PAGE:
Most plantations, as well as CPO production, are located in Sumatra and Kalimantan (Indonesian part of Borneo). Between 1997 and 2006, 400,000 ha of oil palm plantations were established annually. Between 2007 and 2010, the size of annual establishment of oil palm plantations declined to 350,000 ha (Slette and Wiyono 2011). As new land available for plantations becomes more limited, annual development of plantation is expected to continue its gradual decline. However, over the next few years, land concessions already allocated for oil palm and not yet developed are sufficiently large to allow plantation estates to continue growing.

There are three main types of business models for oil palm cultivation in Indonesia: private large-scale plantations and two types of smallholder models, i.e., nucleus estate smallholders, or NES, and independent smallholders. Smallholders manage nearly half of the overall plantation area; unfortunately government statistics do not distinguish between different types of smallholders. It is believed that smallholder operations have contributed significantly to the expansion of oil palm estates in recent years (World Bank 2010).

Between 2006 and 2010, the area of oil palm plantations increased by 2.37 million ha, bringing the total productive area of plantation estates to 5.9 million ha (Slette and Wiyono 2011). This was partly because of biofuel and oil palm policies, which took effect in 2006 aiming to promote the production and use of biofuels. Overall, however, this expansion is more closely associated with the rising demand for CPO for food, both domestically and for export (Caroko et al. 2011). In 2011, the area of productive oil palm plantation subject to harvest increased to 6.1 million ha (Slette and Wiyono 2011). In theory, this area alone could be sufficient to meet Indonesia’s current CPO needs and future production expansion targets if the standard average production of six tons of CPO per hectare could be implemented across the entire sector (Table 1). It is possible, however, that not all areas reported as oil palm plantation are actually planted. In Kalimantan and Sumatra, only about half of the land areas allocated for oil palm plantations have been developed into productive estates (Slette and Wiyono 2011).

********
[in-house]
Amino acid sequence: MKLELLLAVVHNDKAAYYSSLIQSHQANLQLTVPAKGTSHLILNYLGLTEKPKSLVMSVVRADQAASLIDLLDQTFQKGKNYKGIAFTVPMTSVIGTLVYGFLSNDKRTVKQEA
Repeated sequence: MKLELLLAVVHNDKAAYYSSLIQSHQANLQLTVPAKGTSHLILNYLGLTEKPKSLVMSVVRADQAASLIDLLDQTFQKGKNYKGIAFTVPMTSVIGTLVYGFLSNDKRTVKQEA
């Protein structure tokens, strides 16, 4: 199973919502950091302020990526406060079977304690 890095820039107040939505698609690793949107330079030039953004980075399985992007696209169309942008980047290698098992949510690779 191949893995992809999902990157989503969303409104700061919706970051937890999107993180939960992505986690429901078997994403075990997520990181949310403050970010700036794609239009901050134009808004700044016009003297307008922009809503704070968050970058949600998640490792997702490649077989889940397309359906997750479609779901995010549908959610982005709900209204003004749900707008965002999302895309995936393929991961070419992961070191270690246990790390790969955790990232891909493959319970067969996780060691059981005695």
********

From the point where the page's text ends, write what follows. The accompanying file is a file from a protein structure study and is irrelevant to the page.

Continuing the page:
Most independent smallholders operate in North Sumatra and West Kalimantan, areas with a long history of oil palm cultivation on large-scale estates, as well as smallholder operations (Jelsma et al. 2009). There are several variants of the NES model (Jelsma et al. 2009). One involves the development of both NES as large-scale estates, also known as Inti or Nucleus, as well as small plantation plots, known as Plasma. Once the oil palm trees start bearing fruit, normally four years after planting, the company transfers plots to smallholders who then deliver fruits to company mills at agreed upon prices.